Clean water is taken for granted in many parts of the world. For one-sixth of the world’s population though, obtaining clean water is a daily struggle. The 2006 United Nations Human Development report estimates that over a billion people don’t have immediate access to drinkable water. This means that diseases such as cholera, enteric fever, and typhoid continue to be widespread simply because people drink contaminated water.
Likewise, contaminated water is the cause of 4 billion cases of diarrhea each year. An estimated 1.8 million will eventually die from easily-preventable illnesses that can be life-threatening with complications from diarrhea. HIV-positive individuals who get diarrhea are particularly vulnerable because of their weakened immune system. In fact, it is estimated that 6,000 people die each day from drinking contaminated water and its related illnesses.
These concerns make access to clean drinking water a top priority among social welfare organizations and international development agencies. While significant development and aid resources have been allocated towards water infrastructure in developing countries, solving universal access to clean drinking water at a systemic level is complex and expensive. The invention of LifeStraw, an inexpensive, portable water purifier, can now fulfill the need for clean drinking water in areas where infrastructure is lacking.
Where the work of government and international aid agencies ends, innovative social enterprises can step in. Vestergaard Frandsen, a Swiss company, developed LifeStraw in 2005 with the intent to make dirty water drinkable, anywhere. Forbes Magazine listed LifeStraw as one of the 10 things that will change the way we live.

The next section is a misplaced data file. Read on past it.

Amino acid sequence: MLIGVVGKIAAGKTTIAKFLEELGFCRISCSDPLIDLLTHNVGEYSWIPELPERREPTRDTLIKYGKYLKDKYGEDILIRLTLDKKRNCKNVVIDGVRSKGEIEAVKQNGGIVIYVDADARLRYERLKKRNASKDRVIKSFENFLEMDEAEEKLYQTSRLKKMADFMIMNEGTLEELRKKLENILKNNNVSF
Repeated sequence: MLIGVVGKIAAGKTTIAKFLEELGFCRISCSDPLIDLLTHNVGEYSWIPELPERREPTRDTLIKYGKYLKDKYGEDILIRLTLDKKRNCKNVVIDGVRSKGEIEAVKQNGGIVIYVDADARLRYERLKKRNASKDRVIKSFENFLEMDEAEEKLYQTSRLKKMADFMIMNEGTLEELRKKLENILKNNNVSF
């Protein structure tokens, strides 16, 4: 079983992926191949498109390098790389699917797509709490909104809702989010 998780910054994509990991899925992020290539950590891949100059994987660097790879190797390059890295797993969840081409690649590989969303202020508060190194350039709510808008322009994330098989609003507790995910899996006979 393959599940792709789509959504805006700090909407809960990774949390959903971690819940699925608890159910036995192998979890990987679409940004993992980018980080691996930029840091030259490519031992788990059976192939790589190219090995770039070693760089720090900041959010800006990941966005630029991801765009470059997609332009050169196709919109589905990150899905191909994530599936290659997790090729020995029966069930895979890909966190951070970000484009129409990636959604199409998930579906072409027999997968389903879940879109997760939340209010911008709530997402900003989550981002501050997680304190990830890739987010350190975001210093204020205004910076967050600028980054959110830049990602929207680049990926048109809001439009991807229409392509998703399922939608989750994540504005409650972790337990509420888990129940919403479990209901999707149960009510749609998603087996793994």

The design is relatively simple and the device is easily portable. The outer layer of LifeStraw is made of durable plastic. The tube is approximately 10 inches long and one inch wide, with a string attached on one end that enable users to wear it on their neck. A person simply needs to place LifeStraw directly into the contaminated water and drink from the tube. After usage, one can blow air through the device in order to clean it. It takes eight minutes to completely filter a quart of water through LifeStraw.
LifeStraw’s Filtration Process
LifeStraw’s water filtration process is as follows:
- Contaminated water goes through a mesh filter that is 100 microns in diameter
- A polyester filter that is around 15 microns catches bacteria and other remaining impurities
- Then, the water passes through iodine-coated beads. Any remaining bacteria, parasite, and virus will be killed during this phase.
- Finally, the water is sent into an empty chamber and then it will be pulled through a carbon filter to eliminate the remaining taste leftover from the iodine.
The LifeStraw technology is also available in another version. The LifeStraw Family unit is a larger version of the LifeStraw Personal. It is designed to clean contaminated water for several people at once, and is a great solution for families.